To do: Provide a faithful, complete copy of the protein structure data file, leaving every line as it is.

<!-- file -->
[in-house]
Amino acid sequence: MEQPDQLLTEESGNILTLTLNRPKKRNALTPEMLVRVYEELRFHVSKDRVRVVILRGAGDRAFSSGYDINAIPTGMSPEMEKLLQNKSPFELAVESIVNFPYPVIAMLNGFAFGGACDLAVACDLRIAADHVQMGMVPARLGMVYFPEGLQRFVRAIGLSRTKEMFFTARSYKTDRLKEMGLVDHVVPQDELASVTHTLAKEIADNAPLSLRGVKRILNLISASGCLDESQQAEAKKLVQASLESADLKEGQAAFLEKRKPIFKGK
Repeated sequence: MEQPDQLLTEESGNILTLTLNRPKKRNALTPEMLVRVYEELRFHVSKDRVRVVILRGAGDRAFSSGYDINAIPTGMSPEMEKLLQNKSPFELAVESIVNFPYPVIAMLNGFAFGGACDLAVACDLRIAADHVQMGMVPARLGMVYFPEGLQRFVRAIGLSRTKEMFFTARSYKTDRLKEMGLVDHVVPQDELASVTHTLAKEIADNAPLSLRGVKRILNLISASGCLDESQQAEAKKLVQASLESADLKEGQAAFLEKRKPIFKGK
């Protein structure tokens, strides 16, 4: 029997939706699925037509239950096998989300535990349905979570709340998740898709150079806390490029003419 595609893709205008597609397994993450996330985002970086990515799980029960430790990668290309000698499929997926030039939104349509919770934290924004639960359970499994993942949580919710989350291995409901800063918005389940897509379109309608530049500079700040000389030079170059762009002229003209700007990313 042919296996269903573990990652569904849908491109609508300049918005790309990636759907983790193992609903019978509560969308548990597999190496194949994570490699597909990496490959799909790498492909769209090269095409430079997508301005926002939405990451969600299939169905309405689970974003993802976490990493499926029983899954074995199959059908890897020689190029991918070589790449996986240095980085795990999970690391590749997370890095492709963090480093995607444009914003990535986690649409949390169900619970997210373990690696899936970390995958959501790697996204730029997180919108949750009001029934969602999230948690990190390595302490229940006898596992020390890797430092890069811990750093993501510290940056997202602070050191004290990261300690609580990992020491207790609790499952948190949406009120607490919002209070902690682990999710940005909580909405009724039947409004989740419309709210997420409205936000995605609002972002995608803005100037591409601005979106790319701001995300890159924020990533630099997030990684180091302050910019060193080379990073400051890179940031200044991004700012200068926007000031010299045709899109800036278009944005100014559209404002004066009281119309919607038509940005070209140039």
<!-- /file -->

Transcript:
[in-house]
Amino acid sequence: MEQPDQLLTEESGNILTLTLNRPKKRNALTPEMLVRVYEELRFHVSKDRVRVVILRGAGDRAFSSGYDINAIPTGMSPEMEKLLQNKSPFELAVESIVNFPYPVIAMLNGFAFGGACDLAVACDLRIAADHVQMGMVPARLGMVYFPEGLQRFVRAIGLSRTKEMFFTARSYKTDRLKEMGLVDHVVPQDELASVTHTLAKEIADNAPLSLRGVKRILNLISASGCLDESQQAEAKKLVQASLESADLKEGQAAFLEKRKPIFKGK
Repeated sequence: MEQPDQLLTEESGNILTLTLNRPKKRNALTPEMLVRVYEELRFHVSKDRVRVVILRGAGDRAFSSGYDINAIPTGMSPEMEKLLQNKSPFELAVESIVNFPYPVIAMLNGFAFGGACDLAVACDLRIAADHVQMGMVPARLGMVYFPEGLQRFVRAIGLSRTKEMFFTARSYKTDRLKEMGLVDHVVPQDELASVTHTLAKEIADNAPLSLRGVKRILNLISASGCLDESQQAEAKKLVQASLESADLKEGQAAFLEKRKPIFKGK
């Protein structure tokens, strides 16, 4: 029997939706699925037509239950096998989300535990349905979570709340998740898709150079806390490029003419 595609893709205008597609397994993450996330985002970086990515799980029960430790990668290309000698499929997926030039939104349509919770934290924004639960359970499994993942949580919710989350291995409901800063918005389940897509379109309608530049500079700040000389030079170059762009002229003209700007990313 042919296996269903573990990652569904849908491109609508300049918005790309990636759907983790193992609903019978509560969308548990597999190496194949994570490699597909990496490959799909790498492909769209090269095409430079997508301005926002939405990451969600299939169905309405689970974003993802976490990493499926029983899954074995199959059908890897020689190029991918070589790449996986240095980085795990999970690391590749997370890095492709963090480093995607444009914003990535986690649409949390169900619970997210373990690696899936970390995958959501790697996204730029997180919108949750009001029934969602999230948690990190390595302490229940006898596992020390890797430092890069811990750093993501510290940056997202602070050191004290990261300690609580990992020491207790609790499952948190949406009120607490919002209070902690682990999710940005909580909405009724039947409004989740419309709210997420409205936000995605609002972002995608803005100037591409601005979106790319701001995300890159924020990533630099997030990684180091302050910019060193080379990073400051890179940031200044991004700012200068926007000031010299045709899109800036278009944005100014559209404002004066009281119309919607038509940005070209140039």